China Exclusive: Universe born on tip of needle

China Exclusive: Universe born on tip of needle

 
By Yu Fei and Ji Shaoting
silk embroidery
hand embroidered
suzhou embroidery
BEIJING, Aug. 24 (Xinhua) -- Spiral galaxies, hazy nebulas, a comet dragging its tail, a black hole swallowing a star. This is a universe created by embroidery artist Chen Yinghua with a needle and silk threads.
When Jocelyn Bell Burnell, one of the discoverers of pulsar, saw Chen's embroidery work, which is being exhibited during the International Astronomical Union (IAU)'s 28th General Assembly in Beijing, she could not help praising that "it's really gorgeous; it's beautiful."
The female astronomer, invited to deliver a speech at the opening ceremony of the conference about the universe, tried several stitches on a needlework piece of the Earth. "It needs someone skilled, not like me," joked the scientist.
The 39-year-old Chen has drawn attention from both scientists and the public at the conference. "I started to learn embroidery from my parents when I was seven years old," said Chen, who was born in a family with a long embroidery history in Suzhou -- a city famous for its delicate needlework, in east China's Jiangsu Province.
"The main subjects of traditional Suzhou embroidery include flowers and animals. I started to try some new subjects several years ago, such as portraits and oil painting," Chen said.
Her career in embroidery changed when Mei Bao, an astronomer with the Purple Mountain Observatory under the Chinese Academy of Sciences, met her in 2006. Mei showed Chen pictures of various galaxies and nebulas taken by the National Aeronautics and Space Administration (NASA) of the United States.
"I was amazed by those beautiful pictures. I never imagined that the starlit sky I loved so much since I was a kid was even more beautiful than I saw," Chen said.
Mei was also born and grew up in Suzhou. His love for art, especially needlework, gave him the inspiration to express the beauty of astronomy through traditional embroidery.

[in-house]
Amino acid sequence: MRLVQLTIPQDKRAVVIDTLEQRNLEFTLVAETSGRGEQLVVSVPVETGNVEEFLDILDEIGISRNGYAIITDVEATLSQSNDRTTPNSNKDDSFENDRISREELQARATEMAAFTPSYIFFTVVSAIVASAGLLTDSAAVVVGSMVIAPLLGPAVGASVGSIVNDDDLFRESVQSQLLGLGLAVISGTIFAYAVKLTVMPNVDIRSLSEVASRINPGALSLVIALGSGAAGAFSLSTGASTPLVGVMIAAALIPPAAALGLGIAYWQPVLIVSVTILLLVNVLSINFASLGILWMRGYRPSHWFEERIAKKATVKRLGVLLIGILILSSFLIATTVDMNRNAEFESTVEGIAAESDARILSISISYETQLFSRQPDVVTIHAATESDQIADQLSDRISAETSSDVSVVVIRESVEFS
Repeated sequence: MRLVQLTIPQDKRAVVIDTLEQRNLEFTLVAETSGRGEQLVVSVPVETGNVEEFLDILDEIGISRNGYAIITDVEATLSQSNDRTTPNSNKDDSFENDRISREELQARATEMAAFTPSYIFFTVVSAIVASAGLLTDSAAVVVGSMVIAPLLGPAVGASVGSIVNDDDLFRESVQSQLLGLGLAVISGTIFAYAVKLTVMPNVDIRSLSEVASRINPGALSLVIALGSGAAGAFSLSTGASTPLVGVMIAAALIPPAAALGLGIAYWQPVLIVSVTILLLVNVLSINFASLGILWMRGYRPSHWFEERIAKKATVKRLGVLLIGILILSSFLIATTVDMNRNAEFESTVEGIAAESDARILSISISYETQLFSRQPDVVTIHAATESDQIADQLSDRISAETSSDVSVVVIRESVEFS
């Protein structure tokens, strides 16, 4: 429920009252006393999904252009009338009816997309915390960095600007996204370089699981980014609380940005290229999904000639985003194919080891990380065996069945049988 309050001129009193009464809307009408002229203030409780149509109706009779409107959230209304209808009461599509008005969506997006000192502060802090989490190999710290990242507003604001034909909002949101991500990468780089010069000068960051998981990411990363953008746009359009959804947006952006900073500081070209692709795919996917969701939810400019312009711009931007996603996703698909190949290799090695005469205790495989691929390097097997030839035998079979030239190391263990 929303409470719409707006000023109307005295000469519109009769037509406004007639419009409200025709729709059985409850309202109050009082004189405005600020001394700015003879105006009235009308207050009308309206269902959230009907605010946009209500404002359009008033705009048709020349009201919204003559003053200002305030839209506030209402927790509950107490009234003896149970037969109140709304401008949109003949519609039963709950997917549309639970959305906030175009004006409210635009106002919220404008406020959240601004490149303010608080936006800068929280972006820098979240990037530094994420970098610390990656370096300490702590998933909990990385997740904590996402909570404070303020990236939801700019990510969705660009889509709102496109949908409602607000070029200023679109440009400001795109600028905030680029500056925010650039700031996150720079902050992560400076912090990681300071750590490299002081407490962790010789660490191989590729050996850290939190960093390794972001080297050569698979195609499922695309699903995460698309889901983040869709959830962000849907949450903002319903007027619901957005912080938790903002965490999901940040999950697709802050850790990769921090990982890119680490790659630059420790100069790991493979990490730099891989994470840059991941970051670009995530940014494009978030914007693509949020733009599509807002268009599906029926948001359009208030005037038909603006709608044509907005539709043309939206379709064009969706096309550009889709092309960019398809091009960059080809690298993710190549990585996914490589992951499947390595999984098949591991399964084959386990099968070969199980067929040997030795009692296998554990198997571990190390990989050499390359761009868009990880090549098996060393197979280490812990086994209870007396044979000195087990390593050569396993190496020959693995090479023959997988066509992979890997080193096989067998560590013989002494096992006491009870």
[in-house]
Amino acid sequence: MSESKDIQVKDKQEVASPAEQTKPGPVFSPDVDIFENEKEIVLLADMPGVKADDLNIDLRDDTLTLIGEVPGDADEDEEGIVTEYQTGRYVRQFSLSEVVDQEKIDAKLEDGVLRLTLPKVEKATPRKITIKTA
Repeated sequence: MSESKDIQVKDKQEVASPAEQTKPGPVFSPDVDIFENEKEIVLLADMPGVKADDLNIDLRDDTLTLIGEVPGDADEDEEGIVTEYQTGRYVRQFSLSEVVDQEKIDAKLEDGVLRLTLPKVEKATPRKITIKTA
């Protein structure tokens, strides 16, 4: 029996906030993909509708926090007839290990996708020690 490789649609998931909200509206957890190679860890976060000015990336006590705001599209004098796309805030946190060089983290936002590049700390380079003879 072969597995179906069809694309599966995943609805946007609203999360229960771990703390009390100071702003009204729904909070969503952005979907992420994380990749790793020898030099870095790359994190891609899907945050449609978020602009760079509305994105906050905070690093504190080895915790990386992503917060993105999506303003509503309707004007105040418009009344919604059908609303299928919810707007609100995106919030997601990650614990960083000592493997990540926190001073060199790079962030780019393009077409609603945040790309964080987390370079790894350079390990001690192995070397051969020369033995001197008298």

"All I need is to find the right person with master hands to realize my thoughts. Chen is the right person. She is young with superb skills and willing to try something new," said Mei.
But the combination of science and art did not go very smoothly at the beginning. Mei has a strict requirement for astronomical accuracy that Chen could not understand very well.
"I taught her lots of astronomical knowledge, which could help her better understand the stars, planets and galaxies," Mei said.
One of the most difficult parts is to show the hazy shape of the nebula, which requires more color gradations. Chen tried many times, and finally used some new stitches.
In order to show the indistinct hazy shape of the nebula, Chen split the silk thread, and used the ultra fine material as thin as 1/64 of a normal thread.
"Crab Nebula is my first work and the most difficult one, and it's also my favorite work. It took me six months creating it by using a total of more than 4,000 colors of thread," said Chen.
Mei said: "We chose Crab Nebula as the starting point because the Crab Nebula is the remains of the supernova exploded in 1054, which was recorded by ancient Chinese. It's one of the most significant events in Chinese astronomical history."
The gloss of the silk thread perfectly displays the beauty of the universe, Mei said.
For a long time the subjects of Suzhou embroidery have been quite limited. Chen's work will have a great impact on the traditional embroidery, Mei added.
Mei mentioned that they would try to replace silk thread with optical fiber in the future, which could better present the flowing light and colors of the universe
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